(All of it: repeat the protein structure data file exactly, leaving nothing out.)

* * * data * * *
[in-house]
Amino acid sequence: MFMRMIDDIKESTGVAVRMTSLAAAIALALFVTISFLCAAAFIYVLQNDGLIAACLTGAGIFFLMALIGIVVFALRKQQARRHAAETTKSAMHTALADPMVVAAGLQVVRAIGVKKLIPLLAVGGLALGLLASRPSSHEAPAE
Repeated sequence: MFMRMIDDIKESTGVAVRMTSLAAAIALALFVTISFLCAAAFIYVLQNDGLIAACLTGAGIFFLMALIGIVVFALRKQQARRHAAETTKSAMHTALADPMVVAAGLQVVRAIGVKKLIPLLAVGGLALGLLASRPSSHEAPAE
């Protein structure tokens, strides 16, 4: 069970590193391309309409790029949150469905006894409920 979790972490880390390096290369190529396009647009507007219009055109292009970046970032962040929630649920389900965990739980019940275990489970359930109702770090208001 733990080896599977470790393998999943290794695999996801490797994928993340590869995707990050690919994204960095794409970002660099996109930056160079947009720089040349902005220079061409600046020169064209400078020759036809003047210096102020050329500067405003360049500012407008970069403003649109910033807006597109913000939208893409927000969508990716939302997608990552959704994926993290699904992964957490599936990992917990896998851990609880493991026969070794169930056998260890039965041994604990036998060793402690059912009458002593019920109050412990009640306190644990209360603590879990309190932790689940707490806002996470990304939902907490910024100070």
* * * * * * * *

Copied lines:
[in-house]
Amino acid sequence: MFMRMIDDIKESTGVAVRMTSLAAAIALALFVTISFLCAAAFIYVLQNDGLIAACLTGAGIFFLMALIGIVVFALRKQQARRHAAETTKSAMHTALADPMVVAAGLQVVRAIGVKKLIPLLAVGGLALGLLASRPSSHEAPAE
Repeated sequence: MFMRMIDDIKESTGVAVRMTSLAAAIALALFVTISFLCAAAFIYVLQNDGLIAACLTGAGIFFLMALIGIVVFALRKQQARRHAAETTKSAMHTALADPMVVAAGLQVVRAIGVKKLIPLLAVGGLALGLLASRPSSHEAPAE
């Protein structure tokens, strides 16, 4: 069970590193391309309409790029949150469905006894409920 979790972490880390390096290369190529396009647009507007219009055109292009970046970032962040929630649920389900965990739980019940275990489970359930109702770090208001 733990080896599977470790393998999943290794695999996801490797994928993340590869995707990050690919994204960095794409970002660099996109930056160079947009720089040349902005220079061409600046020169064209400078020759036809003047210096102020050329500067405003360049500012407008970069403003649109910033807006597109913000939208893409927000969508990716939302997608990552959704994926993290699904992964957490599936990992917990896998851990609880493991026969070794169930056998260890039965041994604990036998060793402690059912009458002593019920109050412990009640306190644990209360603590879990309190932790689940707490806002996470990304939902907490910024100070």